For the longest time, I’ve been looking for a halal (or at least pork free) Hokkien mee option for my Muslim followers as they have requested for one. I’ve come across a few during this search but none of them lived up to the notion of a good, reliable plate of Hokkien mee. You see, the key ingredient in Hokkien mee is lard – those crispy bits on top and in between the blackened yellow noodles. And then of course, wok hei (char).
Abang Jamal Halal Hokkien Mee in PJ is said to have mastered the equation of a halal Hokkien mee that stands on its own against its porky counterparts. My first visit was futile as they were so crowded that Uncle Jamal ran out of noodles. He only had vermicelli which I settled for, and it was promising. Jien and I returned a few weeks later at 5.30pm to beat the crowd, but still, we had to wait because they were tending a few huge orders. And by huge, I’m talking at least 30 packets of Hokkien mee!
We ordered a portion of Hokkien mee, kuay teow bulan (yut kwong hor) and wat tan yin yong to try. Waiting time can be as quick as 15 minutes or as long as 45 minutes, so I discovered. The wat tan yin yong was first to arrive and it was quite decent. I liked how the egg gravy isn’t overly starchy and the noodles are nicely seasoned so each strand of hor fun is flavoured.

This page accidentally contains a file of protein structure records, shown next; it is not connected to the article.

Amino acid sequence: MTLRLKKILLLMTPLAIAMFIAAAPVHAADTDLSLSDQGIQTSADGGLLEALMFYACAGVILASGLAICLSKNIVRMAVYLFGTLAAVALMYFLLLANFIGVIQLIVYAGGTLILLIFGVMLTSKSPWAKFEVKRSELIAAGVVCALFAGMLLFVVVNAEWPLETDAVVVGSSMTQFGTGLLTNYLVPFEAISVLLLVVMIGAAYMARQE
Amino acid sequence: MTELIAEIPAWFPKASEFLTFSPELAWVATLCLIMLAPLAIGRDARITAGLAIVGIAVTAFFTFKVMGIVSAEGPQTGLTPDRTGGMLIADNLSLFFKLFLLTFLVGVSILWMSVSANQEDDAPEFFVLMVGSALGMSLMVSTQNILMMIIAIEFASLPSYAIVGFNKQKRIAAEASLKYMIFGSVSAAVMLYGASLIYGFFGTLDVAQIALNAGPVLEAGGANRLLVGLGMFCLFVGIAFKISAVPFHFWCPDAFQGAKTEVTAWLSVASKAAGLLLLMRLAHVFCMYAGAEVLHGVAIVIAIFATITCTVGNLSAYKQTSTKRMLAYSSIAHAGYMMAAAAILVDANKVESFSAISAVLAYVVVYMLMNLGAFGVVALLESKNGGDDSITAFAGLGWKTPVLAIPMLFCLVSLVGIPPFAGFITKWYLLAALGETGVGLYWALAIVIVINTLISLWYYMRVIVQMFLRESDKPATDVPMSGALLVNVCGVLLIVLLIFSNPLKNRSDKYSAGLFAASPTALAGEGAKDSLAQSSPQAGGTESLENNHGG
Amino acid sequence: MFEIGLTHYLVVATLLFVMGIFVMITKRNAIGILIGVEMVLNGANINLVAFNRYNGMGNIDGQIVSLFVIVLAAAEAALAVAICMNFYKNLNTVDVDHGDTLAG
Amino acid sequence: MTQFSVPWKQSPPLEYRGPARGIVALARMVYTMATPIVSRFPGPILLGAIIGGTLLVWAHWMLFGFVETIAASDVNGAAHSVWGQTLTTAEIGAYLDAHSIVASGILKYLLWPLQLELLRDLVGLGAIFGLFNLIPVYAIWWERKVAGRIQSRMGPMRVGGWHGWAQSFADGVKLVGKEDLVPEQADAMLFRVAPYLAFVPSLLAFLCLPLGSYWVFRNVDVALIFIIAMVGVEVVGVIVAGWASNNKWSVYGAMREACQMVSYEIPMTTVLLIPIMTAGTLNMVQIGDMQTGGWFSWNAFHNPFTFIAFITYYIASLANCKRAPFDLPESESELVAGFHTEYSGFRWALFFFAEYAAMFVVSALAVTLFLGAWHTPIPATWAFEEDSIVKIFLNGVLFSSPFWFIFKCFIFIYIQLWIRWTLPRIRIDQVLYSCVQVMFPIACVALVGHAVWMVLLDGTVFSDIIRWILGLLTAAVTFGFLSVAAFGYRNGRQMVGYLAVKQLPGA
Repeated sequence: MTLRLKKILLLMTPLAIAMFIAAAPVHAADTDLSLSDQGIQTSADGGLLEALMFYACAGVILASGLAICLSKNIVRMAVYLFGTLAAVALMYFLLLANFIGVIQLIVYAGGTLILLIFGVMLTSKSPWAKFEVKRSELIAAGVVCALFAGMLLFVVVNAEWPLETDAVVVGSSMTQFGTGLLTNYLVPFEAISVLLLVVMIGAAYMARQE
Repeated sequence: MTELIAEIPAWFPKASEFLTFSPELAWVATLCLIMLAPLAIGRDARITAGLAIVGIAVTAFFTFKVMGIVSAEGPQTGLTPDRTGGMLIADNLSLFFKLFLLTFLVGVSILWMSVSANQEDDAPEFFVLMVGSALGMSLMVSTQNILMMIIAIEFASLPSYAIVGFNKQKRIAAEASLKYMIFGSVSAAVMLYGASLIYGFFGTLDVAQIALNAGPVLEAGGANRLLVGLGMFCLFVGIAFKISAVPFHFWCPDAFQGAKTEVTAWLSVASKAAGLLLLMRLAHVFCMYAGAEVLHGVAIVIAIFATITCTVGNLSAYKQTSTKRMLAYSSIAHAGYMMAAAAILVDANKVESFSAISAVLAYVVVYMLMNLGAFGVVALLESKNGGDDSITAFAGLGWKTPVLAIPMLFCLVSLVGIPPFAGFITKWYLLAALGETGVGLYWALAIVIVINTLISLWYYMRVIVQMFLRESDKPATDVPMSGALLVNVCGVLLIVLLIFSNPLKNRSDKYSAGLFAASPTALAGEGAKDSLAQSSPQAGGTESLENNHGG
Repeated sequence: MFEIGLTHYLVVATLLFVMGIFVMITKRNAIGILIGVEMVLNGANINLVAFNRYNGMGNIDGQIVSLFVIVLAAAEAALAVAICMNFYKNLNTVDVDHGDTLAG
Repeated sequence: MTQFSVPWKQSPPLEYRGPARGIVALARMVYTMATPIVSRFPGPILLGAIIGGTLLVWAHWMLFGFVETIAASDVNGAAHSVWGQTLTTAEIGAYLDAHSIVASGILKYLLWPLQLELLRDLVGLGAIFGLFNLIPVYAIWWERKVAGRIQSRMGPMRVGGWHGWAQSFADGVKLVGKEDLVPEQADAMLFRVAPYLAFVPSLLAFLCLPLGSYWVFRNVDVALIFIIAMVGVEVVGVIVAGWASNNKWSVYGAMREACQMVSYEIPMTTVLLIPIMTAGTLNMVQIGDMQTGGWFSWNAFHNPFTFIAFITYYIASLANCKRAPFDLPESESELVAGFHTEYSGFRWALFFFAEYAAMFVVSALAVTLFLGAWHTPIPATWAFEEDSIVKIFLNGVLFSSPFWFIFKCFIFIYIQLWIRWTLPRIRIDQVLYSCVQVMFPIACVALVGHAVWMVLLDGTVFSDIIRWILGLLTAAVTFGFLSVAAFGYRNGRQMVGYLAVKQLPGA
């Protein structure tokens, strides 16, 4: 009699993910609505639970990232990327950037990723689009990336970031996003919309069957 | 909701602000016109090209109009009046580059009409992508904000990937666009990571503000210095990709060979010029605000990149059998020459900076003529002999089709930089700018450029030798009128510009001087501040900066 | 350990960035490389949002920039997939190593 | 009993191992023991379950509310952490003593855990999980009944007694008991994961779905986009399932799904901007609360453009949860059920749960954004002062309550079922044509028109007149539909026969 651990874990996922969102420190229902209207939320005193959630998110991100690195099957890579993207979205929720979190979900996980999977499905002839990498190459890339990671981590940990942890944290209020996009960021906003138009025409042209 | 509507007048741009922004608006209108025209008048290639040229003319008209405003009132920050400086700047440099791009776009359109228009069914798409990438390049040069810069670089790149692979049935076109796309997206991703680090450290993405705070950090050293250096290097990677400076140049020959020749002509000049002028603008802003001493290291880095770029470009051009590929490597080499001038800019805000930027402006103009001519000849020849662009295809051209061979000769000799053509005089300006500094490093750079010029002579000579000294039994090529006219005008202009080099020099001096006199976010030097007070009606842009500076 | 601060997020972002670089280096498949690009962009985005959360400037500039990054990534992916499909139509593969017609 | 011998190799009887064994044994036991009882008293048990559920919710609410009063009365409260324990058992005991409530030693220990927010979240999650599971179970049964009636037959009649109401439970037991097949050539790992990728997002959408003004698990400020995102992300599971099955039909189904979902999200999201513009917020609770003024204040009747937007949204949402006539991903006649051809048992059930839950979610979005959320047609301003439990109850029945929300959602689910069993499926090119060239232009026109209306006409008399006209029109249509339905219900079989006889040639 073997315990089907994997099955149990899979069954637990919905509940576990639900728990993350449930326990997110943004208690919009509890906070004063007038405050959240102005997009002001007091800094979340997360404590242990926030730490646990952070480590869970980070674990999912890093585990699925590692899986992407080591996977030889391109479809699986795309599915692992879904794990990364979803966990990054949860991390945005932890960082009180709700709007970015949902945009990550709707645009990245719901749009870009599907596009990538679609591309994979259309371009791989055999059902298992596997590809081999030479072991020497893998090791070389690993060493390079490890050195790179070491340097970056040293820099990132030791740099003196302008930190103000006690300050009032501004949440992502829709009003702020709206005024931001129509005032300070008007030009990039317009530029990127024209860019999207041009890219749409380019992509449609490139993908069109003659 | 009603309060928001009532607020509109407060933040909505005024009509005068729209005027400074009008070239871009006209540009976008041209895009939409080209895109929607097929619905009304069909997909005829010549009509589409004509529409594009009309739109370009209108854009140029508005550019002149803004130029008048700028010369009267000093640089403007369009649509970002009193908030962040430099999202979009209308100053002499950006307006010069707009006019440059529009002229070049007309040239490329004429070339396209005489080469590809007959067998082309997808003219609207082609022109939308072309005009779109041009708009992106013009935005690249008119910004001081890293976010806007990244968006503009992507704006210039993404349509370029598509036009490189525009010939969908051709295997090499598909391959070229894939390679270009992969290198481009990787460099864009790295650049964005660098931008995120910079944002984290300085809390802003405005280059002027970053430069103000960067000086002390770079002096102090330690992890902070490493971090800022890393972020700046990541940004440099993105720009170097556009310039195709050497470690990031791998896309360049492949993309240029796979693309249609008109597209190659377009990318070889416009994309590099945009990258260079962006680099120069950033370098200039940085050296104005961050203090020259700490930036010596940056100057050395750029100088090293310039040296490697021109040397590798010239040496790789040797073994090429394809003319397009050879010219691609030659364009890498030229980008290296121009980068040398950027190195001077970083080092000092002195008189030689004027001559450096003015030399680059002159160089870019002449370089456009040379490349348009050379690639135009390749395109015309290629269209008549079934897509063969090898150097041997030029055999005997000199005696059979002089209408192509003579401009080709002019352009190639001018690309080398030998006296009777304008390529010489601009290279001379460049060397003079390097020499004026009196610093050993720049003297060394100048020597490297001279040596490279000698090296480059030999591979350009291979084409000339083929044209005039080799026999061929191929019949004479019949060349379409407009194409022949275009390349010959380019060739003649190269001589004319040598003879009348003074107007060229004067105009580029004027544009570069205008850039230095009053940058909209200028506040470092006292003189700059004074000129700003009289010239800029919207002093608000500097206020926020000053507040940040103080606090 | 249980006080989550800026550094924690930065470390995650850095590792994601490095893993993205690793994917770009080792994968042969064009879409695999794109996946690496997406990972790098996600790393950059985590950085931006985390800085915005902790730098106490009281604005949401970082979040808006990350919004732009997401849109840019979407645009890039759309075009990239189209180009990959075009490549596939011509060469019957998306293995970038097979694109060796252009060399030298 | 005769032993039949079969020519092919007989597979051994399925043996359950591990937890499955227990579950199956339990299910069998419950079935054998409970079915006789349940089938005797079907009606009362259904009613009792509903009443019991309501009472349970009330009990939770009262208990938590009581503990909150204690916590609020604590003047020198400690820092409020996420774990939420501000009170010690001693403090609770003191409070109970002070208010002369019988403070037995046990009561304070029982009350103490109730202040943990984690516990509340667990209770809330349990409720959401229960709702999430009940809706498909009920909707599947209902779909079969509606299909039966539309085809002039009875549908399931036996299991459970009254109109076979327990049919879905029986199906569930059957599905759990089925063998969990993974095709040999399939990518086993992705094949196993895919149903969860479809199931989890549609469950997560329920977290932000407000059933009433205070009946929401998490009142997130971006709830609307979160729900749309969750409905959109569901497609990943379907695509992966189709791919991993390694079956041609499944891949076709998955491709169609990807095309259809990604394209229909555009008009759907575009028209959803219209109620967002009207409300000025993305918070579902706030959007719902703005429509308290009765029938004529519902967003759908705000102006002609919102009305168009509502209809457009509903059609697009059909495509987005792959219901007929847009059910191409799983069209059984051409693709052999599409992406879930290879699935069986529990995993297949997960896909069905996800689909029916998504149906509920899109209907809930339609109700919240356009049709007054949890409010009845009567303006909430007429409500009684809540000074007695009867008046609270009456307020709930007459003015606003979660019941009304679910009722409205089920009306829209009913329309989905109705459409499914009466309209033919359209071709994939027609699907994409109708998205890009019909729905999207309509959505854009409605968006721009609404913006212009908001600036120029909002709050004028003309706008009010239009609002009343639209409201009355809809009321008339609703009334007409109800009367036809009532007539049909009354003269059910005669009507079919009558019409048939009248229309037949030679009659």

The uncle pre-cooks the hor fun so it isn’t piping hot which is a bit of a downer. I also feel there needs to be more wok hei to give this dish a bit of smoky flavour and added character. Abang Jamal’s kuay teow bulan is commendable – flavourful flat rice noodles with plenty of caramelised onions, chicken slices and a cracked egg on top. Mix it up and allow the raw egg to coat the noodles and give them a nice sheen. The egg is meant to make the noodles creamier, and it does just that.
The Hokkien mee takes longer to arrive because it is Abang Jamal’s best seller. So expect to wait 30-40 minutes for your noodles; longer during peak hours. This I feel, is the best thing at this stall. The noodles are seasoned just right and in place of pork lard, deep fried chicken skin in used to replicate the crunch (and fat) factor. Pretty good stuff, I have to say.
Of course, it’s no replacement for non-halal Hokkien mee but for a halal version, this deserves as applause. I’m impressed that Uncle Jamal managed to make a commendable halal version of Hokkien mee. Pricing is also reasonable – a plate for one costs RM7 and portion is generous. So if you’re on the lookout for a decent plate of halal Hokkien mee, Abang Jamal is your man.
Food: 7/10 (halal)
Verdict: Pretty good HALAL Hokkien mee, I have to say. The kuay teow bulan is also worth checking out.
Abang Jamal Halal Hokkien Mee
40, Jalan Othman,
PJ Old Town,
46000 Petaling Jaya.
Tel: 016-397 6887
Business hours: 5pm till 10pm, Wednesday till Sunday